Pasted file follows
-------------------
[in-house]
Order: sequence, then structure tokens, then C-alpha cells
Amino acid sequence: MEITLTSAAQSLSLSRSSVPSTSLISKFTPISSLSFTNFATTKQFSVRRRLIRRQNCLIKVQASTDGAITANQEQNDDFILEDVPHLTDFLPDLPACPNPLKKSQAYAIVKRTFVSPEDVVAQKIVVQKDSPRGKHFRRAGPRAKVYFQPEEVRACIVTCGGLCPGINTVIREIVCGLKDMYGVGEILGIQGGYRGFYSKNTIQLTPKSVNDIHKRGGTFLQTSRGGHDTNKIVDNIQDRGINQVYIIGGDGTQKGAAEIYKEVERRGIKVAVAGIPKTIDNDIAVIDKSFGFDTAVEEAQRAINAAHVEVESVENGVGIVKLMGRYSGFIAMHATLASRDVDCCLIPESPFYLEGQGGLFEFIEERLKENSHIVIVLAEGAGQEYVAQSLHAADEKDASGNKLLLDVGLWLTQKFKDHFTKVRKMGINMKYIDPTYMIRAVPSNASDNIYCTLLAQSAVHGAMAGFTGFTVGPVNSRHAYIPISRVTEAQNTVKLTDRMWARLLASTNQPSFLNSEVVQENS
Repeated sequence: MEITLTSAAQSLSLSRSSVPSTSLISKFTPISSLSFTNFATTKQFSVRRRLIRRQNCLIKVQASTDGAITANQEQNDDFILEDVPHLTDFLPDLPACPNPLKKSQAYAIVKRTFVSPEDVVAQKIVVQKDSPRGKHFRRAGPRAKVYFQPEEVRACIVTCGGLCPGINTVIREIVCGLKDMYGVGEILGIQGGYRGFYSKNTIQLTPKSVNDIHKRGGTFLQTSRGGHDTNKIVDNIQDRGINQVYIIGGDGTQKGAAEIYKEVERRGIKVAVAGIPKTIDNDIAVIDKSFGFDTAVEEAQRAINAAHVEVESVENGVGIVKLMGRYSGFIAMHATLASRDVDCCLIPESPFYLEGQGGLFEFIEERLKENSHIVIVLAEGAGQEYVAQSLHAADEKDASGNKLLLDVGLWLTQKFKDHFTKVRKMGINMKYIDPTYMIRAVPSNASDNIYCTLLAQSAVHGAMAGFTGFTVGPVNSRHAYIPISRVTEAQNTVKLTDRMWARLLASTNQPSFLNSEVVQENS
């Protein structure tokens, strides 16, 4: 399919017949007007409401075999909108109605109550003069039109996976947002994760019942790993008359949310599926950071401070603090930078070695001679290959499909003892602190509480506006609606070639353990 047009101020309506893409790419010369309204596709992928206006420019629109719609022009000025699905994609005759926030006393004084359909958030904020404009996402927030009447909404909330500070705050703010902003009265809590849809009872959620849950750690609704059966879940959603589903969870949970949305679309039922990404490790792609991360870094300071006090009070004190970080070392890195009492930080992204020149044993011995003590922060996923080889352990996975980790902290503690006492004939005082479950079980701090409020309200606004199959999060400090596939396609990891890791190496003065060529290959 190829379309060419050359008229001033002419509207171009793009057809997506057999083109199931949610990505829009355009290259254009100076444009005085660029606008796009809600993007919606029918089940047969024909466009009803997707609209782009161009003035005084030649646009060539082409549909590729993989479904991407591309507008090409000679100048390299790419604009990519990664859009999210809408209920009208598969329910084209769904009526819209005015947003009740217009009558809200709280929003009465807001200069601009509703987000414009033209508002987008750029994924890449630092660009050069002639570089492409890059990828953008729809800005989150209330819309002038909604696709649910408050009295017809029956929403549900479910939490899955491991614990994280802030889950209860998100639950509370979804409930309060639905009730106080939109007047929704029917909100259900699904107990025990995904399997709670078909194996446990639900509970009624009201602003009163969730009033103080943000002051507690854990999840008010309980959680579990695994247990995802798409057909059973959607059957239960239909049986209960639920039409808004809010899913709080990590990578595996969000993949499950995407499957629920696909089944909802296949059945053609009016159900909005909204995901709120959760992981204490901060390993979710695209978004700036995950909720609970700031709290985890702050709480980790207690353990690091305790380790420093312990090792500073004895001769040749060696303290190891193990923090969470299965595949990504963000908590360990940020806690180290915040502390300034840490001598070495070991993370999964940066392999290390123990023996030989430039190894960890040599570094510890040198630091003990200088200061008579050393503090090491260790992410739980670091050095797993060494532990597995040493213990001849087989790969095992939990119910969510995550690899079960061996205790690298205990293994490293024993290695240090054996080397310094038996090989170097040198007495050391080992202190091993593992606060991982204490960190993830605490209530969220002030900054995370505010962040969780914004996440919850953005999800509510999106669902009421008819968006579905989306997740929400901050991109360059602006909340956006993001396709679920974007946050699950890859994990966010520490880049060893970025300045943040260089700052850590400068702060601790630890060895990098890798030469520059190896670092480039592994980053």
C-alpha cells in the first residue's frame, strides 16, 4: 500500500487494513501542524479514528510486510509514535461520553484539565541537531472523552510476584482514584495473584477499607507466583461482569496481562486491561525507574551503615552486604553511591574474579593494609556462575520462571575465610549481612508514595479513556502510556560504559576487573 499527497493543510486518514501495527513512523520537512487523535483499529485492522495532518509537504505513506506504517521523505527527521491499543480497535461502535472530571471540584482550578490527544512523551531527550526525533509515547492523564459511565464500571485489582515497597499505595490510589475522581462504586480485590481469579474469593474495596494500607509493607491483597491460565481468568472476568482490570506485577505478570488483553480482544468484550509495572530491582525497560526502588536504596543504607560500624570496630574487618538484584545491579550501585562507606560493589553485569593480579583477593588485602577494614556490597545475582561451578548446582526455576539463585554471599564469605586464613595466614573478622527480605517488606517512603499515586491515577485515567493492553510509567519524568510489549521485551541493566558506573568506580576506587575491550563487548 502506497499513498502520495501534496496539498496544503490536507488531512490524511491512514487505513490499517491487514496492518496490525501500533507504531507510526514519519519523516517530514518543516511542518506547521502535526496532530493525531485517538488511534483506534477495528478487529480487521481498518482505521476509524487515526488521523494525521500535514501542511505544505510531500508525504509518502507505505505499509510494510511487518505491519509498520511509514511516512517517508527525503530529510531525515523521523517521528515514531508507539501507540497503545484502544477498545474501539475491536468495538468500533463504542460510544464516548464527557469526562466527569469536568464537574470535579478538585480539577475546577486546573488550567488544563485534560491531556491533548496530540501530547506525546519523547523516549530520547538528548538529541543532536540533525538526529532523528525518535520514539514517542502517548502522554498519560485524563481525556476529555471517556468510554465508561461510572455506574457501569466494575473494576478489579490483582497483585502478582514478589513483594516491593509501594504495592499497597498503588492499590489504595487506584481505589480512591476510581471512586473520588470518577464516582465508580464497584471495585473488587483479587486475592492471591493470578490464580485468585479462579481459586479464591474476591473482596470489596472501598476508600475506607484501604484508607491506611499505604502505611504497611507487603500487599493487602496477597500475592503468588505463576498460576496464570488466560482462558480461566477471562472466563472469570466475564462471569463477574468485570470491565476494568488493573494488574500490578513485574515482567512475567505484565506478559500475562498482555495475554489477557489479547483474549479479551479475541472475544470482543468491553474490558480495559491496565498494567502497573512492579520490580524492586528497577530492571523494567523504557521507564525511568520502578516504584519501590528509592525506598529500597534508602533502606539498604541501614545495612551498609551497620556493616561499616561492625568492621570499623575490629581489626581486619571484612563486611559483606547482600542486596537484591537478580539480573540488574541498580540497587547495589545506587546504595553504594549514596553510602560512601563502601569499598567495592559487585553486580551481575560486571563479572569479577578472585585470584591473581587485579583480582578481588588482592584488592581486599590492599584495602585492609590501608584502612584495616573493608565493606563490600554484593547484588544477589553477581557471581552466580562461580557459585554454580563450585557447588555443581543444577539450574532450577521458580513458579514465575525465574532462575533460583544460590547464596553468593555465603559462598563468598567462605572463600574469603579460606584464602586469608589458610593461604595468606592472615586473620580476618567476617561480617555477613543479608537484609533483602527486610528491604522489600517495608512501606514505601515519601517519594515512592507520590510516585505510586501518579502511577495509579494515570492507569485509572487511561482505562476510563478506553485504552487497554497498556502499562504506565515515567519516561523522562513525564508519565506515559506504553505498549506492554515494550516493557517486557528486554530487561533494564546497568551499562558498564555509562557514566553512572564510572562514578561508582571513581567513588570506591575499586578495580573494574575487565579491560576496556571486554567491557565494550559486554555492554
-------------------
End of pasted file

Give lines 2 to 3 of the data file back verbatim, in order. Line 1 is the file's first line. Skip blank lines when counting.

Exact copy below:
Order: sequence, then structure tokens, then C-alpha cells
Amino acid sequence: MEITLTSAAQSLSLSRSSVPSTSLISKFTPISSLSFTNFATTKQFSVRRRLIRRQNCLIKVQASTDGAITANQEQNDDFILEDVPHLTDFLPDLPACPNPLKKSQAYAIVKRTFVSPEDVVAQKIVVQKDSPRGKHFRRAGPRAKVYFQPEEVRACIVTCGGLCPGINTVIREIVCGLKDMYGVGEILGIQGGYRGFYSKNTIQLTPKSVNDIHKRGGTFLQTSRGGHDTNKIVDNIQDRGINQVYIIGGDGTQKGAAEIYKEVERRGIKVAVAGIPKTIDNDIAVIDKSFGFDTAVEEAQRAINAAHVEVESVENGVGIVKLMGRYSGFIAMHATLASRDVDCCLIPESPFYLEGQGGLFEFIEERLKENSHIVIVLAEGAGQEYVAQSLHAADEKDASGNKLLLDVGLWLTQKFKDHFTKVRKMGINMKYIDPTYMIRAVPSNASDNIYCTLLAQSAVHGAMAGFTGFTVGPVNSRHAYIPISRVTEAQNTVKLTDRMWARLLASTNQPSFLNSEVVQENS